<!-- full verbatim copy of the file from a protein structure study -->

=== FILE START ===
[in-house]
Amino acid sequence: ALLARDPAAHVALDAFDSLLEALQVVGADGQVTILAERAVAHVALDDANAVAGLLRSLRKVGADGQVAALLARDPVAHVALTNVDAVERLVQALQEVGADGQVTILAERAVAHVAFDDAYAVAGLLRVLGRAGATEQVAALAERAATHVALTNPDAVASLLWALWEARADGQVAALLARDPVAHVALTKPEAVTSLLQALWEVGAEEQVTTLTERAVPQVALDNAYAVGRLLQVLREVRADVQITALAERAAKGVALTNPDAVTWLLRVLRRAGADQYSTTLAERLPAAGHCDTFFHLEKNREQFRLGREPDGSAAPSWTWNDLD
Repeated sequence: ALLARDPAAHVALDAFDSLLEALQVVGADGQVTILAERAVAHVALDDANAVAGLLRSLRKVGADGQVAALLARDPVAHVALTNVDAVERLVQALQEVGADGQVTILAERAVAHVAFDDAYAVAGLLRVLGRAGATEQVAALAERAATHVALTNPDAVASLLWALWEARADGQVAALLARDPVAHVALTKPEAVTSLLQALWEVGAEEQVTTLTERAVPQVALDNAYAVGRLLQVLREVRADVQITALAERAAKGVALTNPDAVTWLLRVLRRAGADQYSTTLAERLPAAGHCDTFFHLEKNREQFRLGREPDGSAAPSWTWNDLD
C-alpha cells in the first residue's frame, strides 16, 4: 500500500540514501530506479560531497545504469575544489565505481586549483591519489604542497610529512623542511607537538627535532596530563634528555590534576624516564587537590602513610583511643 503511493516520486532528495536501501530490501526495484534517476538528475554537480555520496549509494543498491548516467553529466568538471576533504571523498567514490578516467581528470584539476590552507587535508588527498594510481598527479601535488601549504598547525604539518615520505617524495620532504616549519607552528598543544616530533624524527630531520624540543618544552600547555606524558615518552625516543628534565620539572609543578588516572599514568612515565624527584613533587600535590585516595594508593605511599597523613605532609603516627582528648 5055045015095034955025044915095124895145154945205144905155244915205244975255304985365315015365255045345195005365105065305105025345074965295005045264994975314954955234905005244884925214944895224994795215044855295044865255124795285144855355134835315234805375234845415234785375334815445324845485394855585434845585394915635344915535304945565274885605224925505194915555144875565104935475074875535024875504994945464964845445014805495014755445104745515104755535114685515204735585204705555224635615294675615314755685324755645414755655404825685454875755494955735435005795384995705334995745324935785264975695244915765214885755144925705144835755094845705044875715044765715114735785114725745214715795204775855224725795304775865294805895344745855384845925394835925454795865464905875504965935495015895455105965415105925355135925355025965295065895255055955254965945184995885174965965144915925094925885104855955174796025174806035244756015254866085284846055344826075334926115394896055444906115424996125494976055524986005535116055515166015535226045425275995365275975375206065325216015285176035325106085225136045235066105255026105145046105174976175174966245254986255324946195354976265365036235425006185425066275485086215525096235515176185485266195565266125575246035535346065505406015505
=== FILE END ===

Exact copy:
[in-house]
Amino acid sequence: ALLARDPAAHVALDAFDSLLEALQVVGADGQVTILAERAVAHVALDDANAVAGLLRSLRKVGADGQVAALLARDPVAHVALTNVDAVERLVQALQEVGADGQVTILAERAVAHVAFDDAYAVAGLLRVLGRAGATEQVAALAERAATHVALTNPDAVASLLWALWEARADGQVAALLARDPVAHVALTKPEAVTSLLQALWEVGAEEQVTTLTERAVPQVALDNAYAVGRLLQVLREVRADVQITALAERAAKGVALTNPDAVTWLLRVLRRAGADQYSTTLAERLPAAGHCDTFFHLEKNREQFRLGREPDGSAAPSWTWNDLD
Repeated sequence: ALLARDPAAHVALDAFDSLLEALQVVGADGQVTILAERAVAHVALDDANAVAGLLRSLRKVGADGQVAALLARDPVAHVALTNVDAVERLVQALQEVGADGQVTILAERAVAHVAFDDAYAVAGLLRVLGRAGATEQVAALAERAATHVALTNPDAVASLLWALWEARADGQVAALLARDPVAHVALTKPEAVTSLLQALWEVGAEEQVTTLTERAVPQVALDNAYAVGRLLQVLREVRADVQITALAERAAKGVALTNPDAVTWLLRVLRRAGADQYSTTLAERLPAAGHCDTFFHLEKNREQFRLGREPDGSAAPSWTWNDLD
C-alpha cells in the first residue's frame, strides 16, 4: 500500500540514501530506479560531497545504469575544489565505481586549483591519489604542497610529512623542511607537538627535532596530563634528555590534576624516564587537590602513610583511643 503511493516520486532528495536501501530490501526495484534517476538528475554537480555520496549509494543498491548516467553529466568538471576533504571523498567514490578516467581528470584539476590552507587535508588527498594510481598527479601535488601549504598547525604539518615520505617524495620532504616549519607552528598543544616530533624524527630531520624540543618544552600547555606524558615518552625516543628534565620539572609543578588516572599514568612515565624527584613533587600535590585516595594508593605511599597523613605532609603516627582528648 5055045015095034955025044915095124895145154945205144905155244915205244975255304985365315015365255045345195005365105065305105025345074965295005045264994975314954955234905005244884925214944895224994795215044855295044865255124795285144855355134835315234805375234845415234785375334815445324845485394855585434845585394915635344915535304945565274885605224925505194915555144875565104935475074875535024875504994945464964845445014805495014755445104745515104755535114685515204735585204705555224635615294675615314755685324755645414755655404825685454875755494955735435005795384995705334995745324935785264975695244915765214885755144925705144835755094845705044875715044765715114735785114725745214715795204775855224725795304775865294805895344745855384845925394835925454795865464905875504965935495015895455105965415105925355135925355025965295065895255055955254965945184995885174965965144915925094925885104855955174796025174806035244756015254866085284846055344826075334926115394896055444906115424996125494976055524986005535116055515166015535226045425275995365275975375206065325216015285176035325106085225136045235066105255026105145046105174976175174966245254986255324946195354976265365036235425006185425066275485086215525096235515176185485266195565266125575246035535346065505406015505